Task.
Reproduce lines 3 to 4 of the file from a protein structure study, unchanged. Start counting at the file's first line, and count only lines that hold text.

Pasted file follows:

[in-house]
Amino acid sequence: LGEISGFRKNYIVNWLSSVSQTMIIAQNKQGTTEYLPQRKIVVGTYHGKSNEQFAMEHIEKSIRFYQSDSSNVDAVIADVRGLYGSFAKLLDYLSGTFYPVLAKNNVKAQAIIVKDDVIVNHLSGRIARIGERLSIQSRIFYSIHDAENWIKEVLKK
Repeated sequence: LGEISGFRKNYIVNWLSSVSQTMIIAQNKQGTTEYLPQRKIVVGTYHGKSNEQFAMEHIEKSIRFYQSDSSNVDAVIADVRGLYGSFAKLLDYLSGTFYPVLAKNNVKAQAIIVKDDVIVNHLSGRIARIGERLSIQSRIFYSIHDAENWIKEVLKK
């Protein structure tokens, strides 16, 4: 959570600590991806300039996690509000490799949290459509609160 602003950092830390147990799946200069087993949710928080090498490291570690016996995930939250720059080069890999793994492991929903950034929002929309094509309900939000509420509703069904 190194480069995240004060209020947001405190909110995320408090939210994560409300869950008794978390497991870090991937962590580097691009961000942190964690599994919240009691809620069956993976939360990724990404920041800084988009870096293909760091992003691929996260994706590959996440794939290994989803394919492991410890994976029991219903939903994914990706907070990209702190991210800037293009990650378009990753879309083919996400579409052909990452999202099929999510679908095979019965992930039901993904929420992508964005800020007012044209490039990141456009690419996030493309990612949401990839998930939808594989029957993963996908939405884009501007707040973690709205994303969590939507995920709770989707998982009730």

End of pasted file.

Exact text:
Repeated sequence: LGEISGFRKNYIVNWLSSVSQTMIIAQNKQGTTEYLPQRKIVVGTYHGKSNEQFAMEHIEKSIRFYQSDSSNVDAVIADVRGLYGSFAKLLDYLSGTFYPVLAKNNVKAQAIIVKDDVIVNHLSGRIARIGERLSIQSRIFYSIHDAENWIKEVLKK
């Protein structure tokens, strides 16, 4: 959570600590991806300039996690509000490799949290459509609160 602003950092830390147990799946200069087993949710928080090498490291570690016996995930939250720059080069890999793994492991929903950034929002929309094509309900939000509420509703069904 190194480069995240004060209020947001405190909110995320408090939210994560409300869950008794978390497991870090991937962590580097691009961000942190964690599994919240009691809620069956993976939360990724990404920041800084988009870096293909760091992003691929996260994706590959996440794939290994989803394919492991410890994976029991219903939903994914990706907070990209702190991210800037293009990650378009990753879309083919996400579409052909990452999202099929999510679908095979019965992930039901993904929420992508964005800020007012044209490039990141456009690419996030493309990612949401990839998930939808594989029957993963996908939405884009501007707040973690709205994303969590939507995920709770989707998982009730």